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I have have a small network (20 users) running ISA Server 2000 under Windows Server 2003. Although I'm no security experty, I feel I have a good understanding of ISA Server. To my knowledge, anonymous outbound access is disabled, although this doesn't mean that something may be configured incorrectly. Here's my question:

  1. Why would there be unknown (anonymous) IPs listed under client sessions? None of the IPs belong to the network. A WhoIs lookup shows countries of origin such as China, Canada, and Latin America. I can't imagine this being a good thing.

  2. What would the benefit be for someone to connect (or piggy-back) one's network, assuming that's the case?

Any insight would be greatly appreciated!

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2 Answers 2

All IP addresses on the internet are constantly scanned for vulnerabilities. ISA counts any connection as a client session. So, these IP addresses are from external sources scanning your IP address for ways into your network.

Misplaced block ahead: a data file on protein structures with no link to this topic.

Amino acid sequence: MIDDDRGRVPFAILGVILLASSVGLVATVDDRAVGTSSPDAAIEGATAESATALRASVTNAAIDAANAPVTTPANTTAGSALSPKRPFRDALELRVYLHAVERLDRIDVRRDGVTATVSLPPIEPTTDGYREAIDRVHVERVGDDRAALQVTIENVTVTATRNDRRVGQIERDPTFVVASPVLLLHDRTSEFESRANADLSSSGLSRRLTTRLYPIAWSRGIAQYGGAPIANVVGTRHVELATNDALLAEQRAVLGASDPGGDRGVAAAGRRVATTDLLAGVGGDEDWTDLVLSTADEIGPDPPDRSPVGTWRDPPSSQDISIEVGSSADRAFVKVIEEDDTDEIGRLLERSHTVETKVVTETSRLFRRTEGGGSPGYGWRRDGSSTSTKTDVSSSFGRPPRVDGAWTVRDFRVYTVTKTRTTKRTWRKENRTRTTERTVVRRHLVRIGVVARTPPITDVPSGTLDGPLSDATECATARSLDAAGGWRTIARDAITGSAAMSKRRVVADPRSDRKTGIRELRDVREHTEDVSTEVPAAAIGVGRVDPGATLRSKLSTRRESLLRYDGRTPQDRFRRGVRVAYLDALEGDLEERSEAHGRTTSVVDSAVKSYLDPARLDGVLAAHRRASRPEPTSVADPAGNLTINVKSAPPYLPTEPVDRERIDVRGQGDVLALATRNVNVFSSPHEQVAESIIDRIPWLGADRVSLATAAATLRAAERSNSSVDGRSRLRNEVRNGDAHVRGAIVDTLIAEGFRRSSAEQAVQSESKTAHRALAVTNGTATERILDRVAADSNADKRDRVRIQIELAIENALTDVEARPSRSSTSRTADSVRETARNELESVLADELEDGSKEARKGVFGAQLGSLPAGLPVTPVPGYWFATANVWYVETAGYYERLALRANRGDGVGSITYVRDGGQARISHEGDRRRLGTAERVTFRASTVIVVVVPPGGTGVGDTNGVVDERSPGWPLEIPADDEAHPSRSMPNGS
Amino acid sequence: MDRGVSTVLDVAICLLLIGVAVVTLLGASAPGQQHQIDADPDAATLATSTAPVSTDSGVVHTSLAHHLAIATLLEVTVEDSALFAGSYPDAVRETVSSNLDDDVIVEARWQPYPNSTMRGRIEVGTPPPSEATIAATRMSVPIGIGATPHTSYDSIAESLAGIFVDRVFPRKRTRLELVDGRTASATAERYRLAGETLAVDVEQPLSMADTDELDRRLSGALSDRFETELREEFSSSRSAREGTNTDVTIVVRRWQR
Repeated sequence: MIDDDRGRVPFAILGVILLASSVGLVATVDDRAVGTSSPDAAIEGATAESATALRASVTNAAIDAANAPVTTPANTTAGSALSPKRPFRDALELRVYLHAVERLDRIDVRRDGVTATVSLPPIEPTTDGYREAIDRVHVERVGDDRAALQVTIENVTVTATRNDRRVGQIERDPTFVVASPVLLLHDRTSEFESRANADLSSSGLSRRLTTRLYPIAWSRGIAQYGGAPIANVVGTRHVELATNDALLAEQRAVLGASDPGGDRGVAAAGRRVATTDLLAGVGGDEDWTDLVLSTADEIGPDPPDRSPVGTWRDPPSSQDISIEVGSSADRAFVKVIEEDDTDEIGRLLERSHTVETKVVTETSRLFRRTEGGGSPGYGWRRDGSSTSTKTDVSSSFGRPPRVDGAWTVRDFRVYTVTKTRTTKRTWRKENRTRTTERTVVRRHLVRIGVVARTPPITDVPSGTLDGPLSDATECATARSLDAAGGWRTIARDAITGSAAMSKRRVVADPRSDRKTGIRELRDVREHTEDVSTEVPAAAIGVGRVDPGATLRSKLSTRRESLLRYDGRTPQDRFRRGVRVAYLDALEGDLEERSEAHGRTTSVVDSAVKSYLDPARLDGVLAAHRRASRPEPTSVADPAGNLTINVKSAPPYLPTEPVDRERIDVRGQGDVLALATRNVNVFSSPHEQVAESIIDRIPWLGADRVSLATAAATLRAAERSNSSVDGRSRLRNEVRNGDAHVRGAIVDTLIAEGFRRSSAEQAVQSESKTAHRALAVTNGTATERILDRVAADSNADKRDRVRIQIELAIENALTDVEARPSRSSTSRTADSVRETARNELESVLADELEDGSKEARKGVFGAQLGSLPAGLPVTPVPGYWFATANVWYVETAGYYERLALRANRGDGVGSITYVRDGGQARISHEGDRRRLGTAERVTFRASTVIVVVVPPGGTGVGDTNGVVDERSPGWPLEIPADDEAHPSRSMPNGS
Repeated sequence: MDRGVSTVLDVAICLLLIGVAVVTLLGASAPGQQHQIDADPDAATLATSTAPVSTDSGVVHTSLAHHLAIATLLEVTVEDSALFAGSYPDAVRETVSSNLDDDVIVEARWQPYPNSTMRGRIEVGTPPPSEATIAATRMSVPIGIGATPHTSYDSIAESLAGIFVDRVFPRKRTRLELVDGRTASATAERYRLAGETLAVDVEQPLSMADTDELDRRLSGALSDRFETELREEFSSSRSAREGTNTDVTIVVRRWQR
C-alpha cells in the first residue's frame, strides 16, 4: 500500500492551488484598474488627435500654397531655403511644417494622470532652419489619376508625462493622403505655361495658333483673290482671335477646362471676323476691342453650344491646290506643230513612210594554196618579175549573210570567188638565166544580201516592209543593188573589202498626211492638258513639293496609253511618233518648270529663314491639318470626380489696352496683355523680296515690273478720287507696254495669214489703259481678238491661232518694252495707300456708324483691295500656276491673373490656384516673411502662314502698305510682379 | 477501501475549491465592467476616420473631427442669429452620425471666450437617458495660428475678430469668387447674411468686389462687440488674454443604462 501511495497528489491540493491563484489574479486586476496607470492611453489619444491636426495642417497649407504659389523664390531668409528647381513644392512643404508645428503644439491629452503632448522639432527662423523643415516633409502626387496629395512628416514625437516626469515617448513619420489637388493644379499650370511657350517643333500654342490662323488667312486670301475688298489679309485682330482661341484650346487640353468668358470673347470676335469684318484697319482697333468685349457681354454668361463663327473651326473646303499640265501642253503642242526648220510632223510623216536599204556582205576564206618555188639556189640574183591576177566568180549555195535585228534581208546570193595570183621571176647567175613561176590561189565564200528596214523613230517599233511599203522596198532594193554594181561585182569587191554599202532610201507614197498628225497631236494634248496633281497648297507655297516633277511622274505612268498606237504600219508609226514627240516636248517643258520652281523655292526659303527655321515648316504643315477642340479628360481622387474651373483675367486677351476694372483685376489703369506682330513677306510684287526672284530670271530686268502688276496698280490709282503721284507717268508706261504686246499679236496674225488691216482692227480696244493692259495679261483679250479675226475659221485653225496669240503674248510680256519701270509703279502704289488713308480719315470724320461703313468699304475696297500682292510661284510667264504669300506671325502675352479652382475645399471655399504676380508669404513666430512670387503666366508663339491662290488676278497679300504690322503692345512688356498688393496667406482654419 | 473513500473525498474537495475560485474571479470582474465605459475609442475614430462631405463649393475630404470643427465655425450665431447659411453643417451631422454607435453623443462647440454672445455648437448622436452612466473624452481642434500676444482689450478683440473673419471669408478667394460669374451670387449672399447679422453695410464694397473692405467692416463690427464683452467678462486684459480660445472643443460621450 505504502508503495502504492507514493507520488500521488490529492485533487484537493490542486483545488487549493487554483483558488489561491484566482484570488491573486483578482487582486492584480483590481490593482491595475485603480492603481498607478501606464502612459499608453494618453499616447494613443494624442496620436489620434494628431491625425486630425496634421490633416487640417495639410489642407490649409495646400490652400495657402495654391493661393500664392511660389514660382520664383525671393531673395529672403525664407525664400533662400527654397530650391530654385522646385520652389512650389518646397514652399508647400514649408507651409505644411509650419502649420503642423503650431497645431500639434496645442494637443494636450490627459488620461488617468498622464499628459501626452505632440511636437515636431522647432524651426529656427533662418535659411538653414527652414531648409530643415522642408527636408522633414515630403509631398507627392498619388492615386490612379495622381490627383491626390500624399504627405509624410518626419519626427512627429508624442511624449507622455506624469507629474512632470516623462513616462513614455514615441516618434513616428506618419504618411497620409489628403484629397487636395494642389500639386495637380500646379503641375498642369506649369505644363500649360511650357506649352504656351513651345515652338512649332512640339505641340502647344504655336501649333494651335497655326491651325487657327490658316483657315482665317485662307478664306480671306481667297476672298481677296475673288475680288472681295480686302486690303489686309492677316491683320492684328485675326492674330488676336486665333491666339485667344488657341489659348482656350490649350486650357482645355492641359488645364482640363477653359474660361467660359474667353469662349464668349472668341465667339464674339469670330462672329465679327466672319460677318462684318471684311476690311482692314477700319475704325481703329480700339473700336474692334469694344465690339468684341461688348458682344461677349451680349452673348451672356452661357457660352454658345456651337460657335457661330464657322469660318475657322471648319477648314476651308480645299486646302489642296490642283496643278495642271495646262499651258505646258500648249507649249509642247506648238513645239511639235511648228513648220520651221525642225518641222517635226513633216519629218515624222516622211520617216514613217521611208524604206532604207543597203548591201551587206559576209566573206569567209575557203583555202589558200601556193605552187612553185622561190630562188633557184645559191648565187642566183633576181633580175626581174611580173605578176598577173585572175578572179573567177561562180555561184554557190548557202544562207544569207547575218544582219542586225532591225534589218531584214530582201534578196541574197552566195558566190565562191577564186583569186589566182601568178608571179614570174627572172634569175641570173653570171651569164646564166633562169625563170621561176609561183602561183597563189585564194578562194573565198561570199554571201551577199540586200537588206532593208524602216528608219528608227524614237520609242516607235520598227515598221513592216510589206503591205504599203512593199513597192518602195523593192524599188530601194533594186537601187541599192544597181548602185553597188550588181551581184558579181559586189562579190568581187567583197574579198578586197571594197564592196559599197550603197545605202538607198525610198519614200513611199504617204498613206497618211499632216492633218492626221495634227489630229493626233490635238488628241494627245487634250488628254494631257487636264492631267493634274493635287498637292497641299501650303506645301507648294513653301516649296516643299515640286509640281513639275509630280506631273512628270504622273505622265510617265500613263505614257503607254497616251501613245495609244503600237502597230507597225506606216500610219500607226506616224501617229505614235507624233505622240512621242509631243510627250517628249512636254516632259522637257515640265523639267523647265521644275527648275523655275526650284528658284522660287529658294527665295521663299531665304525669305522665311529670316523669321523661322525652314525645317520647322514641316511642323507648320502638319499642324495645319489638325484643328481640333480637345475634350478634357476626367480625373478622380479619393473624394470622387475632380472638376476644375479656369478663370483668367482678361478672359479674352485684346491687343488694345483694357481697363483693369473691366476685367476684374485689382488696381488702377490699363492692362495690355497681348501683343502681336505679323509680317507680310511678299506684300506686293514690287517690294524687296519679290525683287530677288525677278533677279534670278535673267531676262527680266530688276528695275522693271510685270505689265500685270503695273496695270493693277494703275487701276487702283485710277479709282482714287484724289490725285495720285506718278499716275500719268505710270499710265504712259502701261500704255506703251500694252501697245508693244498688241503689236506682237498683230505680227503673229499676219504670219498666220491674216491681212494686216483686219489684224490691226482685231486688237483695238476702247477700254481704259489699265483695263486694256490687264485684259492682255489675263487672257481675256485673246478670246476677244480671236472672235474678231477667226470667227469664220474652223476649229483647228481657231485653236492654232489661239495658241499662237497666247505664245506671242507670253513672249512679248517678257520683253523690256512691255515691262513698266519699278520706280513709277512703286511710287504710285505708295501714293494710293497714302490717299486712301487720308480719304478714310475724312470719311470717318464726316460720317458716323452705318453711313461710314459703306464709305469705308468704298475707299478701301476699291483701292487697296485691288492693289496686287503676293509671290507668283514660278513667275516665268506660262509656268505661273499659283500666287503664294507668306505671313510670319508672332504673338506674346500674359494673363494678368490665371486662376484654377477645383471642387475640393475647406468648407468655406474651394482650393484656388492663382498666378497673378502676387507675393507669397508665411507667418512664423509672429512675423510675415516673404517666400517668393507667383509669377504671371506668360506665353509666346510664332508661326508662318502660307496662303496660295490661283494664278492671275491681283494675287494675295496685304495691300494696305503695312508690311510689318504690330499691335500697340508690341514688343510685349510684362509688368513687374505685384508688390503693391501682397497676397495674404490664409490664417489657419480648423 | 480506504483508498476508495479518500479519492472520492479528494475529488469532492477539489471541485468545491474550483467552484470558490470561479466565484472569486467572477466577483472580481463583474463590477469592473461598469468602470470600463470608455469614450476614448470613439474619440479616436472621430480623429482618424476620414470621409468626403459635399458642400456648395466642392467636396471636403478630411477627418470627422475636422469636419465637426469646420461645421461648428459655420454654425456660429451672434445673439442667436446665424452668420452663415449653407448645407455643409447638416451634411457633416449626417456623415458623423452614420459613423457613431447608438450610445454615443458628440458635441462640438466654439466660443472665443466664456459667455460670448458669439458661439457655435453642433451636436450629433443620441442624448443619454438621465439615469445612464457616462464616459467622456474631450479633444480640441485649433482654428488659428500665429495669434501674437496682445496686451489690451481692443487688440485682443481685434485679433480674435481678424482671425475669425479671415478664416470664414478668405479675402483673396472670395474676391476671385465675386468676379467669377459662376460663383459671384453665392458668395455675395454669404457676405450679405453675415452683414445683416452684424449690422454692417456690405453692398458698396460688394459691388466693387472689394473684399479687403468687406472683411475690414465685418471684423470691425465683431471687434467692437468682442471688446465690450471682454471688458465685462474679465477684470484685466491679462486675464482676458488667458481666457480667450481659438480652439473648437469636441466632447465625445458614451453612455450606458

How to fix? Install a firewall or otherwise gateway your server so that it does not have a public IP address. You can also 'whitelist' incoming ip addresses depending on how you use your server.

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  1. These could be incoming connections hitting your inbound packet filters / publishing rules. Do you have any inbound access allowed? ISA would see them as clients.
  2. Assuming #1 is the case, especially with the origins you're coming up with, it's most likely someone snooping around.
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